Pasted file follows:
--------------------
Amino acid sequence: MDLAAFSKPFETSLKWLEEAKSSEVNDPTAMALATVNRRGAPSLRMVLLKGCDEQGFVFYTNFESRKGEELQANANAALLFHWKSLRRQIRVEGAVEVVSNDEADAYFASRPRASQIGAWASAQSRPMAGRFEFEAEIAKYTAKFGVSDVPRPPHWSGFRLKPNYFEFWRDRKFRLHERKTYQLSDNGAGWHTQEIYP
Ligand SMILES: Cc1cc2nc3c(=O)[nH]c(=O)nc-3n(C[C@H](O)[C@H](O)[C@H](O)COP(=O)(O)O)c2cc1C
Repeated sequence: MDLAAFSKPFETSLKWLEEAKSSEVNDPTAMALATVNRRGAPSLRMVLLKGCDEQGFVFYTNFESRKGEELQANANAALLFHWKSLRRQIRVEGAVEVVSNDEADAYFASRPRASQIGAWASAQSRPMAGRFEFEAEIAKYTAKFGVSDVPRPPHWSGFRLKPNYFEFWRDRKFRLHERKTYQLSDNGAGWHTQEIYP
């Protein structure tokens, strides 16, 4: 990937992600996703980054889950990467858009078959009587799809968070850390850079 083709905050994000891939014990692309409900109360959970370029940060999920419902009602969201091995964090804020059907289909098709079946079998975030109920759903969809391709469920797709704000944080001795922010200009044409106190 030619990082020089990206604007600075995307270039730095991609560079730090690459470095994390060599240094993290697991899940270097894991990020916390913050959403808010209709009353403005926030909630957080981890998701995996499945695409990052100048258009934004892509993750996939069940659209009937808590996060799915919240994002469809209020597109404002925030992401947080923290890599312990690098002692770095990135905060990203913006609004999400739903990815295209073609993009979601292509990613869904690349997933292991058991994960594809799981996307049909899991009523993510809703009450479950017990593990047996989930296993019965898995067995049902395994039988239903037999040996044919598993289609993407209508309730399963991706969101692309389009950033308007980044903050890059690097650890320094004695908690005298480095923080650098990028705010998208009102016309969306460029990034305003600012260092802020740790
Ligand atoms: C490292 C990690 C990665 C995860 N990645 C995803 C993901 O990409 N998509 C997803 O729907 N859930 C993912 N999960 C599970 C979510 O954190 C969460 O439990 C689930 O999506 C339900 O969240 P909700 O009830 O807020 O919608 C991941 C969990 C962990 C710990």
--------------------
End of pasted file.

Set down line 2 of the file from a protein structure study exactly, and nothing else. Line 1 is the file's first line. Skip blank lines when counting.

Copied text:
Ligand SMILES: Cc1cc2nc3c(=O)[nH]c(=O)nc-3n(C[C@H](O)[C@H](O)[C@H](O)COP(=O)(O)O)c2cc1C